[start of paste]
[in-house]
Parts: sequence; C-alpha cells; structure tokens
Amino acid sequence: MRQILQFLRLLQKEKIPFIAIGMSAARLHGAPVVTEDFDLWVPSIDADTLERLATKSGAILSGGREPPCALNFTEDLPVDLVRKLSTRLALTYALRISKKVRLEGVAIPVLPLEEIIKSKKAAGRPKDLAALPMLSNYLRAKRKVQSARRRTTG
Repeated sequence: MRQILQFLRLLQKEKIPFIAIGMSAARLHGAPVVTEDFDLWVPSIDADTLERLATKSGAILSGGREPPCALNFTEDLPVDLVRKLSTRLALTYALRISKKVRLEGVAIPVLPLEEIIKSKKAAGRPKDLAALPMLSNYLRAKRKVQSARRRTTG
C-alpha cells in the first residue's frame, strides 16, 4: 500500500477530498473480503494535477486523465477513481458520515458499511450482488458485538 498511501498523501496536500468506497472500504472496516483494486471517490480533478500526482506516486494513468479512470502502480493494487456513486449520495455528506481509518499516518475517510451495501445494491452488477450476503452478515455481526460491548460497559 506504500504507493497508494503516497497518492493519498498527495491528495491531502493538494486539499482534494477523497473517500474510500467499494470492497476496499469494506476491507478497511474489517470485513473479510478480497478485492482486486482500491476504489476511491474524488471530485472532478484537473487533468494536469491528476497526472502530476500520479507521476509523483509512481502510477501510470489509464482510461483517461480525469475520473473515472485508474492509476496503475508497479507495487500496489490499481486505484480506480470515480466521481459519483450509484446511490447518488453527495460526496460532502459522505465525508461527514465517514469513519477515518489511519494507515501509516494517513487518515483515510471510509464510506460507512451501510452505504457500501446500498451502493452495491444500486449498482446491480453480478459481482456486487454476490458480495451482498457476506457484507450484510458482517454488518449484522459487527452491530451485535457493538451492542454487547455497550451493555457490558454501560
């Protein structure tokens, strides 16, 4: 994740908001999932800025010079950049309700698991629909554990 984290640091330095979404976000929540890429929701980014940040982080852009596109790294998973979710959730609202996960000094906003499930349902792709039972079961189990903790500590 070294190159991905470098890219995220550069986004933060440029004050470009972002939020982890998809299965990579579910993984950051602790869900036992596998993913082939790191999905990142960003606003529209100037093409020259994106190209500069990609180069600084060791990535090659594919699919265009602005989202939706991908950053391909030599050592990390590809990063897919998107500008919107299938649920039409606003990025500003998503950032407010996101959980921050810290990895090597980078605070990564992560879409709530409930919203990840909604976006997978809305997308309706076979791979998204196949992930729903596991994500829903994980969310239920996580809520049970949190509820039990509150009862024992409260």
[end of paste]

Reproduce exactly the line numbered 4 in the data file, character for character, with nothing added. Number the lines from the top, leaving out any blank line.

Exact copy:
Repeated sequence: MRQILQFLRLLQKEKIPFIAIGMSAARLHGAPVVTEDFDLWVPSIDADTLERLATKSGAILSGGREPPCALNFTEDLPVDLVRKLSTRLALTYALRISKKVRLEGVAIPVLPLEEIIKSKKAAGRPKDLAALPMLSNYLRAKRKVQSARRRTTG